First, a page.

Newspaper article International New York Times

Carlyle Will Buy Back Stock after Profit Falls 59 Percent ; Top Executive Counters Perception That Boom in Private Equity Has Ended

Newspaper article International New York Times

Carlyle Will Buy Back Stock after Profit Falls 59 Percent ; Top Executive Counters Perception That Boom in Private Equity Has Ended

Article excerpt

The Carlyle Group said it would buy back $200 million worth of shares for the first time in its history as it announced fourth- quarter earnings.

The Carlyle Group has announced its first stock buyback as it tries to counter the perception, heightened by turbulent markets, that the boom in private equity is over.

The private equity giant, based in Washington, reported that profit in the fourth quarter -- a measure that includes gains that have not been realized -- fell by 59 percent, to $73 million, compared with the same period a year earlier.

The gain amounted to 24 cents a share, lower than the 31 cents a share expected in a survey of analysts by Thomson Reuters.

"Carlyle had a strong 2015 amid challenging markets," David M. Rubenstein, the co-chief executive of Carlyle, said Wednesday. The firm will buy back $200 million worth of Carlyle shares, he added, because despite Carlyle's history of strong performance, "the equity market currently ascribes little value to our diversified investment platform."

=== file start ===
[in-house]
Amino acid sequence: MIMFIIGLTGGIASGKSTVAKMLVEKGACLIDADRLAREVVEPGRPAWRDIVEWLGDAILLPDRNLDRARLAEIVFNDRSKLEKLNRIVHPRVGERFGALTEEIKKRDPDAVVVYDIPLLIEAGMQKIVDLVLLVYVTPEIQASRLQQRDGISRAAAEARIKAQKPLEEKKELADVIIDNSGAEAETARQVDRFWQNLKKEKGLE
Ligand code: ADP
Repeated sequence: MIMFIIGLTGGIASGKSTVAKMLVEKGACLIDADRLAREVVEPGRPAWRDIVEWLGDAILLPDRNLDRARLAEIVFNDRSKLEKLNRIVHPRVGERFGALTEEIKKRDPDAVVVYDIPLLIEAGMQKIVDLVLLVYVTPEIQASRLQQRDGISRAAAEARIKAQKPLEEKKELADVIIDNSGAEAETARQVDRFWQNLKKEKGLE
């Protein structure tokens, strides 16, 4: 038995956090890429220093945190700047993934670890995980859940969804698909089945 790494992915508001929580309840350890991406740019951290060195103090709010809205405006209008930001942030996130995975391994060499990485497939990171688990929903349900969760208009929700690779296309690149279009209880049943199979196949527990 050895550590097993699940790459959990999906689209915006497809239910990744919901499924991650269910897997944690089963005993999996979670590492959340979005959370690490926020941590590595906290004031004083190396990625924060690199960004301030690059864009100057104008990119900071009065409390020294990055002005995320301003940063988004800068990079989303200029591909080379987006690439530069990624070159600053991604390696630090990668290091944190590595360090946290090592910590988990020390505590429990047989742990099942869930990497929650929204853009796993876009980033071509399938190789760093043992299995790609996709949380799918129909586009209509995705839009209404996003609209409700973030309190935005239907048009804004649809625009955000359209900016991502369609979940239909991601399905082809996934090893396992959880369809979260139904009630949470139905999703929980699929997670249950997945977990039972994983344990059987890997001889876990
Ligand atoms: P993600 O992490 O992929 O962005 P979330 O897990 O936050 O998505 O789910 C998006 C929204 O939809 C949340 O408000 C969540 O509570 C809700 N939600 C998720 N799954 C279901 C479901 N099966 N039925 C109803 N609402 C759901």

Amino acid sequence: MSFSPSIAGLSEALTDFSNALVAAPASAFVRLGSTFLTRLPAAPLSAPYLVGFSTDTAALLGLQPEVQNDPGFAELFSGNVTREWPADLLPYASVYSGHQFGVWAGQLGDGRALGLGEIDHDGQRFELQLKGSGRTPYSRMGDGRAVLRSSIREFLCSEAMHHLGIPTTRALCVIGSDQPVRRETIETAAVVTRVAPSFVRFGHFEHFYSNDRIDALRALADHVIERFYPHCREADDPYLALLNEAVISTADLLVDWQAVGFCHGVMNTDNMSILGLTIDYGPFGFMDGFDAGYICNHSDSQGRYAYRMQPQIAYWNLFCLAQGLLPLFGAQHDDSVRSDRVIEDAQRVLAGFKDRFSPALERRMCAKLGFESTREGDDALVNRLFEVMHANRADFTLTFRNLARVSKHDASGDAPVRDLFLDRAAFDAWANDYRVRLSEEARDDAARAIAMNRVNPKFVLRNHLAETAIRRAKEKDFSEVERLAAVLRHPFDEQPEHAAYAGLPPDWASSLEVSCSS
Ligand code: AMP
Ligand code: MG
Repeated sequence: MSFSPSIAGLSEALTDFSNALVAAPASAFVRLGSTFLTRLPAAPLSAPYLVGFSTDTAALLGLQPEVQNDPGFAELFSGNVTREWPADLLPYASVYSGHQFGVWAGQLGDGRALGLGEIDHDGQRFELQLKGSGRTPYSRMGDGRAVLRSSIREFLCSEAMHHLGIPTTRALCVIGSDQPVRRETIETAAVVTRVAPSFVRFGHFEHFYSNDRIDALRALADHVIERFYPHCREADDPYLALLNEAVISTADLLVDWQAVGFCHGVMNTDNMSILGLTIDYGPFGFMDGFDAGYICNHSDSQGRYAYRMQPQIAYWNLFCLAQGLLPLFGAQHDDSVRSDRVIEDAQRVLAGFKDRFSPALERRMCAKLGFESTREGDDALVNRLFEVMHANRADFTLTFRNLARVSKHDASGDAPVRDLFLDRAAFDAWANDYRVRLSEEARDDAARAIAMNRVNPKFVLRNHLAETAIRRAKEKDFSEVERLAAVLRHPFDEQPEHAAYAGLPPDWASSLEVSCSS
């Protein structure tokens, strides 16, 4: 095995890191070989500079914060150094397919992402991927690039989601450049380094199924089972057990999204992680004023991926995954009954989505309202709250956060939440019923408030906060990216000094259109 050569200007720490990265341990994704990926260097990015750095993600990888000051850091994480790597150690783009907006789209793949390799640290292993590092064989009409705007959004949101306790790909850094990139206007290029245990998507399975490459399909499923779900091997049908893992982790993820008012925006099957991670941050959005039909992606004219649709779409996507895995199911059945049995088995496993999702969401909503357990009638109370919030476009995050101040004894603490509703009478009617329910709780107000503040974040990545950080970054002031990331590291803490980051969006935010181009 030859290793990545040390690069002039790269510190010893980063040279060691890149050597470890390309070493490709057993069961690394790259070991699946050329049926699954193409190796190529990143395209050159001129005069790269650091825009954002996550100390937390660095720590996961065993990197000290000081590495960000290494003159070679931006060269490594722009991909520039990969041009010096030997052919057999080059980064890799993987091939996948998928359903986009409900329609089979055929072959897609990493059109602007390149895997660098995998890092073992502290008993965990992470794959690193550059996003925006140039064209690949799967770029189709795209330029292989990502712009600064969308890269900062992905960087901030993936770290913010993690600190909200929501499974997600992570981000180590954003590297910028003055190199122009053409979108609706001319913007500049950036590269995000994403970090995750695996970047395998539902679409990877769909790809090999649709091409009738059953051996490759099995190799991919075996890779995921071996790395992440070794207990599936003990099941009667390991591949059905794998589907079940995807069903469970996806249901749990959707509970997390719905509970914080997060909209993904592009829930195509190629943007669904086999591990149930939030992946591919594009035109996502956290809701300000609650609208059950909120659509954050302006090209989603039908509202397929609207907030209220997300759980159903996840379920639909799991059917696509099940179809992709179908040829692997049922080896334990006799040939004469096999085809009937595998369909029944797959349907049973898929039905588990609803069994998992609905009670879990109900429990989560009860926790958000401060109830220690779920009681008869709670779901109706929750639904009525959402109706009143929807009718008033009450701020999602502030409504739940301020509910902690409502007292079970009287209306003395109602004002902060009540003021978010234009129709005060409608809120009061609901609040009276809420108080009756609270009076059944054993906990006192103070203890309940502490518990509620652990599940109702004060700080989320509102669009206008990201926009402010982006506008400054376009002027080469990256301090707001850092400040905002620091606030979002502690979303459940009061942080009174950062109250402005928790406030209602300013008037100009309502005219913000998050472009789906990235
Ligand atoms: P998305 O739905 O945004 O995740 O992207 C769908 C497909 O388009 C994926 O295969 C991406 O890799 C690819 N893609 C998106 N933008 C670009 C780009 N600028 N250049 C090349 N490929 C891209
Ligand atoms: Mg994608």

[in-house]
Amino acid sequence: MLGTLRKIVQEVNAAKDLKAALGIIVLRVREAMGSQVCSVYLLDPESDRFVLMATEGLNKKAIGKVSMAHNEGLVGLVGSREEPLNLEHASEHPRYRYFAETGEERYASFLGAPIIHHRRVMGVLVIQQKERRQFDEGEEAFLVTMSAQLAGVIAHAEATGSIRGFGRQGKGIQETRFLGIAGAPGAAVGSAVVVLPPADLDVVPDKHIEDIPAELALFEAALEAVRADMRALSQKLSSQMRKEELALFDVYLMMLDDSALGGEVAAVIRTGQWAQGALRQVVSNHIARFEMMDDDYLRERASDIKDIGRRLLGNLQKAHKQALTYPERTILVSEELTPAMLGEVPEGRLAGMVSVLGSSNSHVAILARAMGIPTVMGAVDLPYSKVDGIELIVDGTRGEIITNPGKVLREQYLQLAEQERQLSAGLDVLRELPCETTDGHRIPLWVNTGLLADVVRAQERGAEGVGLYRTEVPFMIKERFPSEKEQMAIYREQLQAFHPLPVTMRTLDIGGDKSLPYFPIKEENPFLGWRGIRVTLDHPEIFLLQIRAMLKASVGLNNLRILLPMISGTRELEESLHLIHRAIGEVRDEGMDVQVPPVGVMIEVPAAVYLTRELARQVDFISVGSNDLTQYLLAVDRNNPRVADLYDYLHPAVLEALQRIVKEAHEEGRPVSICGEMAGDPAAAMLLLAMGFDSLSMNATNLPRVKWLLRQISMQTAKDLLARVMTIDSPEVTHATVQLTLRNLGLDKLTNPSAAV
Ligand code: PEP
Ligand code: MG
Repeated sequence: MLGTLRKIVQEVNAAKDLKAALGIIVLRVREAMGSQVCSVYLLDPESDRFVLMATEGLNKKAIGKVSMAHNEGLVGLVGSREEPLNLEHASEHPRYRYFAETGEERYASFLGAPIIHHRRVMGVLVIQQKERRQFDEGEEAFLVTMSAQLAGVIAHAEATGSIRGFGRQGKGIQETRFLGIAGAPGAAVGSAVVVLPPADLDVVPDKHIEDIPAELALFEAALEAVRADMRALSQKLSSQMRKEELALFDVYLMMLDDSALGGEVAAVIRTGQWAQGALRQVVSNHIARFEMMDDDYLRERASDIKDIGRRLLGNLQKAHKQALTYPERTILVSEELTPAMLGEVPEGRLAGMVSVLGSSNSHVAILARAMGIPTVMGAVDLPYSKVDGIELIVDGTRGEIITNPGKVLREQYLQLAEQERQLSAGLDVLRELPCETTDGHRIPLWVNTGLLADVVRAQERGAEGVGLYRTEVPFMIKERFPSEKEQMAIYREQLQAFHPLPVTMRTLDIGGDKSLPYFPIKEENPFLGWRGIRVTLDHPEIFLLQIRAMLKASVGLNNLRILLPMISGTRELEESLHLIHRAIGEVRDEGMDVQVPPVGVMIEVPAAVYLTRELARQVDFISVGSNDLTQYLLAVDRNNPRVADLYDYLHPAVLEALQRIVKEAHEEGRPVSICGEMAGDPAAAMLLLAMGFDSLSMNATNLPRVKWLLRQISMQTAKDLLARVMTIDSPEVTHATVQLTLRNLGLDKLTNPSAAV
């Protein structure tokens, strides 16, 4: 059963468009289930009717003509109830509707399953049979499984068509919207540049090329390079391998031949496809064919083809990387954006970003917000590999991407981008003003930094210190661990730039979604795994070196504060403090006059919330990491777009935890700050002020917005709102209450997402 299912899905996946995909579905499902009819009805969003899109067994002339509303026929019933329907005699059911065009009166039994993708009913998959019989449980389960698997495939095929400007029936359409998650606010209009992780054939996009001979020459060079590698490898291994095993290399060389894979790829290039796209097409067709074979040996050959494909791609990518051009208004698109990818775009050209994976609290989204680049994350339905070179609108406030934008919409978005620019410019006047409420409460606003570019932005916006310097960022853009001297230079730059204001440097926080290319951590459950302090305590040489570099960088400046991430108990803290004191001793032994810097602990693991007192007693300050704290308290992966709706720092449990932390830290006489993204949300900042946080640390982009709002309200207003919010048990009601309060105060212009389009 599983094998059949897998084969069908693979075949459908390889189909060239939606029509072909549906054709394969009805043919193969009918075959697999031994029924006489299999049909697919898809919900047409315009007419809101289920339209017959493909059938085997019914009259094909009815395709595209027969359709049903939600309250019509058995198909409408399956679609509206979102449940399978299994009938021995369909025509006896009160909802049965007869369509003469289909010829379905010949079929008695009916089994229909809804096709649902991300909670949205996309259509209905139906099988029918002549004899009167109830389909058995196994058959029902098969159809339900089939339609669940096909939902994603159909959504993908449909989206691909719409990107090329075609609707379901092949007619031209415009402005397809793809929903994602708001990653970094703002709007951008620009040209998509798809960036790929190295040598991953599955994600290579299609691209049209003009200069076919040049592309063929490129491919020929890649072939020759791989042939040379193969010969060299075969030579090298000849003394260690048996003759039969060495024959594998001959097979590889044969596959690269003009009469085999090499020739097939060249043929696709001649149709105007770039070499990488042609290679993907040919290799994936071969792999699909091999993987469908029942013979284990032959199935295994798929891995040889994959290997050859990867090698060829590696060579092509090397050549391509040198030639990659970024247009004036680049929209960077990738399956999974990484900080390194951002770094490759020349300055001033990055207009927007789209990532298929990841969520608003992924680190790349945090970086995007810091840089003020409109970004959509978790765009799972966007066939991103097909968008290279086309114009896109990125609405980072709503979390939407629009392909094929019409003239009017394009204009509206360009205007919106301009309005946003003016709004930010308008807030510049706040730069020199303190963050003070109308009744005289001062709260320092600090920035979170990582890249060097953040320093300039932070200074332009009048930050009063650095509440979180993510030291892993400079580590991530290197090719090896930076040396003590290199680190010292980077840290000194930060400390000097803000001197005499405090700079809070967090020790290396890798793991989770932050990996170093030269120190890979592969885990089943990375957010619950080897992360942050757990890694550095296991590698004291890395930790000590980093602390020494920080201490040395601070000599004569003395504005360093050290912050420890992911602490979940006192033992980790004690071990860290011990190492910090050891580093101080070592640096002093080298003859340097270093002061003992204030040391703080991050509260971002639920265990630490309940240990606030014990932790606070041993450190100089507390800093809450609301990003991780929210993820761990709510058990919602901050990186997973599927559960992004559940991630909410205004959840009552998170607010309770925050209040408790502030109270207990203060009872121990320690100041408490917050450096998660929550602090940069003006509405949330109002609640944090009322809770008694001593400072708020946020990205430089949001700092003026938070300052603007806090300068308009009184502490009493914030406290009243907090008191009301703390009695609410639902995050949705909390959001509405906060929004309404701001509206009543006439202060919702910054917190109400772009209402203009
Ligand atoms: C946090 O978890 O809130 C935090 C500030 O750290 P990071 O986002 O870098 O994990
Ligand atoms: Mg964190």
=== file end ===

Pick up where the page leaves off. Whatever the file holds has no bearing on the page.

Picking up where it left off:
Turbulent markets have put a damper on Carlyle's stock price, which has fallen by more than half over the last year. Carlyle's problem is not unique, and other private equity executives have gone to great lengths to tell shareholders that their firms are undervalued. In January, Stephen A. Schwarzman of Blackstone told investors "right now you are getting Blackstone on sale." And Leon Black of Apollo Global Management called his firm's stock market valuation "an absurdity."

With the price of oil down sharply and global markets flailing, the rich performance fees that Carlyle receives on its investments have slowed. Those fees are driven in part by the buyout firm's exit of these investments by listing them in the public markets -- which have been fewer in number.

In the final quarter of the year, Carlyle said it made $4 billion on proceeds from sales of 140 investments in portfolio companies. …

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